Before the flowering plants, the landscape was dominated with plants that looked like ferns for hundreds of millions of years. Today, their massive lineage have descendants that have almost the same characteristics as their ancient ancestors. Unlike most other plants that we know of, pteridophytes don’t reproduce through seeds, these plants reproduce through spores instead.
Pteridophytes can be classified into:
- Lycopodiidae (club mosses)
- Selaginellidae (quillworts, spike mosses)
- Psilotidae: Ophioglossales (e.g. grape ferns) and Psilotales (whisk ferns).
- Equisetidae (horsetails)
- Polypodiidae (leptosporangiate ferns, the most species-rich group)
- Marattiidae (marattioid ferns)
- Pteridophytes are the first true land plants:
- It is speculated that life began in the oceans, and through millions of years of evolution, life slowly adopted on to dry land. And among the first of the plants to truly live on land were the Pteridophytes.
- They are seedless, vascular cryptogams.
- Pteridophytes are seedless and they procreate through spores. They don’t have conducting tissues for transportation of water and minerals. Instead, the water and minerals flow from the surface of the plant, cell to cell in the plant’s body. This is also one of the reasons why these plants need a constantly moist environment to survive.
- They show true alternation of generations.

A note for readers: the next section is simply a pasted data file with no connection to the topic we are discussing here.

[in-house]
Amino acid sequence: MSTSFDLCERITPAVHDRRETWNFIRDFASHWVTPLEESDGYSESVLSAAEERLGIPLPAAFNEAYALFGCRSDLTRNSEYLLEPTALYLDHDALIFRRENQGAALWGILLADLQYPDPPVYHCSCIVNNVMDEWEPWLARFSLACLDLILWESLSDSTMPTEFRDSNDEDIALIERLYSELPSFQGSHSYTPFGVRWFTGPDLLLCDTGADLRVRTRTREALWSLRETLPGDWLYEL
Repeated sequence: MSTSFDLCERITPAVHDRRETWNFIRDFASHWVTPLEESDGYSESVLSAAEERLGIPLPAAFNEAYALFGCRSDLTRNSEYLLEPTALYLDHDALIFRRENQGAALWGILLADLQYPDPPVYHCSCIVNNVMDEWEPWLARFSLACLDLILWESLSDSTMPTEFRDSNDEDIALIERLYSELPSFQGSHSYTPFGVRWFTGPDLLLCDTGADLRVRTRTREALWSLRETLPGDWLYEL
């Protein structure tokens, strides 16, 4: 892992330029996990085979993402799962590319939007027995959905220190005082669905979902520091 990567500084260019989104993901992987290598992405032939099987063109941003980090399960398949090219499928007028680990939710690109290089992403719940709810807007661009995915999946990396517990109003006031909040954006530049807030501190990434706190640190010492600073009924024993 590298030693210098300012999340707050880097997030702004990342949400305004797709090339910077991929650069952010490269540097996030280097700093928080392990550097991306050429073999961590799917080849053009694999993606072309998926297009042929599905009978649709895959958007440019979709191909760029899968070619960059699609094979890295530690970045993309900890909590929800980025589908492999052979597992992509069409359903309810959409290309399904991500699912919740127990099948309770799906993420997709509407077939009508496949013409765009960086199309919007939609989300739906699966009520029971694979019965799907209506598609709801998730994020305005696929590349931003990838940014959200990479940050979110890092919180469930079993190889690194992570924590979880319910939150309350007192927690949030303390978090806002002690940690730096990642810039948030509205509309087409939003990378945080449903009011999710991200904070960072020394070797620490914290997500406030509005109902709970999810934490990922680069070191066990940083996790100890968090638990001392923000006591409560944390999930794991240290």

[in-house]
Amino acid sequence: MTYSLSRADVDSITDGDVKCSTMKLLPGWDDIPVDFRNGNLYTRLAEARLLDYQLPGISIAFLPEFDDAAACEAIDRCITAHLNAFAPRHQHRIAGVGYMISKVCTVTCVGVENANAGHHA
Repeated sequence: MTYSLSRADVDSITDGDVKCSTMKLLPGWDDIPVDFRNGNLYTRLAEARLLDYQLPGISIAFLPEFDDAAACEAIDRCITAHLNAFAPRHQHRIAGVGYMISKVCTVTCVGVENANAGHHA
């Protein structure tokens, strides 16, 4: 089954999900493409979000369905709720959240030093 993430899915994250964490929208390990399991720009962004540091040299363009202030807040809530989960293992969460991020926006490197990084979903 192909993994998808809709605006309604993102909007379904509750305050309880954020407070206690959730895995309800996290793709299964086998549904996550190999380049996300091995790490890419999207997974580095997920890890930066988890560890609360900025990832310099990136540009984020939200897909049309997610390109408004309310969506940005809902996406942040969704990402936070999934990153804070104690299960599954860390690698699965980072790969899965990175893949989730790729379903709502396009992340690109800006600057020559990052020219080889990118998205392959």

- The sporophyte generation and the gametophyte generation are observed in Pteridophytes.
- Sporophyte has true roots, stem and leaves.
- Spores develop in sporangia are homosporous or heterosporous.
- Sporangium are the structures in which spores are formed. They are usually homosporous (meaning: one type of spore is produced) and are also heterosporous, (meaning: two kinds of spores are produced.)
- Sporangia are produced in groups on sporophylls.
- Leaves that bear the sporangia are termed as sporophylls.
- Young leaves of sporophyte show circinate vernation.
- The tip of the leaves tend to curl inwards to protect the vulnerable growing parts.
- Sex organs multi-cellular and jacketed.
- The male sex organs are called antheridia while the female sex organs are called archegonia.
Life Cycle of Pteridophyta
Similar to the life cycle of seed plants, the pteridophytes also involves alternation of generations in its life cycle. But the pteridophytes differ from mosses and seed plants in that both generations are independent and free-living. The sexuality of pteridophytic gametophytes can be classified as follows:
- Dioicous: the individual gametophyte is either a male producing antheridia and sperm or it could be a female producing archegonia and egg cells.
- Monoicous: every individual gametophyte may produce both antheridia and archegonia and it can function both as a male as well as a female.
- Protandrous: the antheridia matures before the archegonia.
- Protogynous: the archegonia matures before the antheridia.
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